This is a the second part of our Project management series. If you missed the first edition you can read it here. In the first edition, I tried to explain who a project manager is. So, you may have to read it first before you continue with this piece. One key concern for anyone who has ever had to take on a project is how to ensure that all projects are delivered according to a specified budget or cost, scope and the delivery time. Most issues or constraints that arise from projects not been successful are derived from any of these three factors.
To discuss the project management triangle, let us look at three case scenarios and decide what option best addresses them.
You gave out a project to a contractor and agreed on how much it will cost to deliver the project. The contractor then comes back after some weeks into the project that they did not envisage a part of the project and thereby was not included in the costing. They will therefore need to review the project cost upwards and you have no choice but the bear the additional cost
You gave out a project to a contractor to be delivered in four weeks. You even ensured that all payments were made to the contractor so that there won’t be any financial excuse not to deliver the project on time. Three weeks into the project, you find out that the contractor has not started because they haven’t sourced a major material needed to start
You are a contractor that has just been awarded a contract to deliver exercise books to a secondary school. After all negotiations and timelines have been concluded, you set out to deliver the project. You have made all necessary arrangements to deliver the project on time. Some weeks to your promised timeline, the project owner called you that he just remembered that he did not tell you that you have to design a special cover for the exercise book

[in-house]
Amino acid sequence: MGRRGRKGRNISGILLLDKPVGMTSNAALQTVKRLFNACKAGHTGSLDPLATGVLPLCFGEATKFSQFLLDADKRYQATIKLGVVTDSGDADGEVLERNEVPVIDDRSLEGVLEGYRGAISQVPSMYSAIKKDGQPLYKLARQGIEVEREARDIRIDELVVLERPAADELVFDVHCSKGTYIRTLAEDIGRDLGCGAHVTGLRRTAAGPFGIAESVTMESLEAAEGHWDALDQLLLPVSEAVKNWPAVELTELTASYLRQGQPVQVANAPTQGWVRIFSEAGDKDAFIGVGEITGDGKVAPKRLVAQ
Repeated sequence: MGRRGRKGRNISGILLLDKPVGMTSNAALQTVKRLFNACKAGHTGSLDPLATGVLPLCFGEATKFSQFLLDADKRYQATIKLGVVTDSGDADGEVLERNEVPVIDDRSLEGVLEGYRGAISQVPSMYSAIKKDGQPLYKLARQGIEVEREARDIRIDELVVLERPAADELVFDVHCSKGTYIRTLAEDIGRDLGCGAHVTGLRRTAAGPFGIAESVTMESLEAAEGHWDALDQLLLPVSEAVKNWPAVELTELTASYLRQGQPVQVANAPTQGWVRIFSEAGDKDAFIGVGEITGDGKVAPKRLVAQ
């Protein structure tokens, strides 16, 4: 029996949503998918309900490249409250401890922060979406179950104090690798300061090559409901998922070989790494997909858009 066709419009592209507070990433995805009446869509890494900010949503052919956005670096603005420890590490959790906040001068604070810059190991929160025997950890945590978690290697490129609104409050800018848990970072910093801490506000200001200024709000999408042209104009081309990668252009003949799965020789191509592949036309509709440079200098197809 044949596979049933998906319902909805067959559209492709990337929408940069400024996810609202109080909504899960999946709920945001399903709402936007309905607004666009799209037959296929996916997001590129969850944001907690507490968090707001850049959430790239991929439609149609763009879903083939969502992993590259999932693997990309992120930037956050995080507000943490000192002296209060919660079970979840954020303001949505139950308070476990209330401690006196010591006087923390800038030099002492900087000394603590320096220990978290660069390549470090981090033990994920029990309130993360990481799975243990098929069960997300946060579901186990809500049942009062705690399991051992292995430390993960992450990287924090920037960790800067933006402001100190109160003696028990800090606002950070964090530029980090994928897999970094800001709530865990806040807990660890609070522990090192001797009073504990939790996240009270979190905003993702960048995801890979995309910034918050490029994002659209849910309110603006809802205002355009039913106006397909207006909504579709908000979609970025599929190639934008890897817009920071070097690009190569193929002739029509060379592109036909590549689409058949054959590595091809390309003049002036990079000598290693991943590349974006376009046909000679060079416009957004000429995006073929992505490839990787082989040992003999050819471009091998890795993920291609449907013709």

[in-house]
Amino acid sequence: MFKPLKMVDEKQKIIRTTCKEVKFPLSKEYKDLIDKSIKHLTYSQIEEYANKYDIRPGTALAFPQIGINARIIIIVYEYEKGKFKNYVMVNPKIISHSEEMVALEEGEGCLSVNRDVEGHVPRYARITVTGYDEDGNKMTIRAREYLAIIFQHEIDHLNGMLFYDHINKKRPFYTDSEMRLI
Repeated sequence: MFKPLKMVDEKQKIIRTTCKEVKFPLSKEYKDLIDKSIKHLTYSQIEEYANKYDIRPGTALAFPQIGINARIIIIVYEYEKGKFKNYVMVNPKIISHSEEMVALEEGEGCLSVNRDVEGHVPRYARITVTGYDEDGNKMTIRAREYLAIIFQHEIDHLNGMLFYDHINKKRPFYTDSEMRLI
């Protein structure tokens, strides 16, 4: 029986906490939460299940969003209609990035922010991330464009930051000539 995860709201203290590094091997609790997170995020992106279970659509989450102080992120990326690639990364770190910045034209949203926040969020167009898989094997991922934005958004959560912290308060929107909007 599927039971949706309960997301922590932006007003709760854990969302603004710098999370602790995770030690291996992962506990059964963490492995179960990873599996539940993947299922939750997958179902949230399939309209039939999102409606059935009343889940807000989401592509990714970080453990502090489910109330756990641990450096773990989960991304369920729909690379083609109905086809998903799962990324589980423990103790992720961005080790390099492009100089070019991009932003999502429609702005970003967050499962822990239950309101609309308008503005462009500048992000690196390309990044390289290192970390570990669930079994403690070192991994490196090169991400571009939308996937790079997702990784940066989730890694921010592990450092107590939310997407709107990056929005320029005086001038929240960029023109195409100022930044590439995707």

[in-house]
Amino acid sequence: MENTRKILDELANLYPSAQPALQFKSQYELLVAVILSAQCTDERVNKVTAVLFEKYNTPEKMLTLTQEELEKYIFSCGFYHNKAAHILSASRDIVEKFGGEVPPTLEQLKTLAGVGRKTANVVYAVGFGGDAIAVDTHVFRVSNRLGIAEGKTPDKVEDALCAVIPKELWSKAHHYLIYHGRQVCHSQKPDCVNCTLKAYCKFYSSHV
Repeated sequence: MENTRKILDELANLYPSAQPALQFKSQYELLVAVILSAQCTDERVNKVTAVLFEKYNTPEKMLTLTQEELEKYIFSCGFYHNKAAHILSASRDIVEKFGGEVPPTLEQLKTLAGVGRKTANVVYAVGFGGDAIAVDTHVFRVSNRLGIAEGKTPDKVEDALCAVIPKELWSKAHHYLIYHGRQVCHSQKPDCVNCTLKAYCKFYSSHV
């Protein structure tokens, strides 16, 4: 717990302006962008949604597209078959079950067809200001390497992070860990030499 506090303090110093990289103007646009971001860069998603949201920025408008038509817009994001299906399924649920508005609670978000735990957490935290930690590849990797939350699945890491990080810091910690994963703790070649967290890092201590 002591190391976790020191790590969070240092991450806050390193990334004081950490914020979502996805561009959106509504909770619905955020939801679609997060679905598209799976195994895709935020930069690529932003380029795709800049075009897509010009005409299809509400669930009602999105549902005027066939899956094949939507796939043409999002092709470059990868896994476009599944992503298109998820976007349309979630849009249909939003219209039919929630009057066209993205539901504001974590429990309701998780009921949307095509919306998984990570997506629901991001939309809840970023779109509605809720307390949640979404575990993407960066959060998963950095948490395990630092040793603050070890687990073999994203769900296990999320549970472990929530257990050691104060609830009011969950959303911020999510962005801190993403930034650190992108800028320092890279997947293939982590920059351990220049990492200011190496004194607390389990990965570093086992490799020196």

These three scenarios show different factors that can affect any business per time if not well managed. These factors are the core reasons why a lot of projects are failing.
Case 1: shows a project which cost was not well defined at the beginning of the project. The cost constraint refers to the budgeted amount available for the project. This is expected to show how much in Naira and Kobo the whole project will cost
Case 2: shows a project which timelines for different aspect was not well planned for. The time constraint refers to the amount of time (in days, months or years) that the project has been planned to be completed
Case 3: shows a project which scope was not well defined at the initiation of the project. The scope constraint refers to what must be done to produce the project’s end result.
There really won’t be any need for project management if time, money, or project scope were unlimited. All projects irrespective of their size will have many constraints/factors affecting it.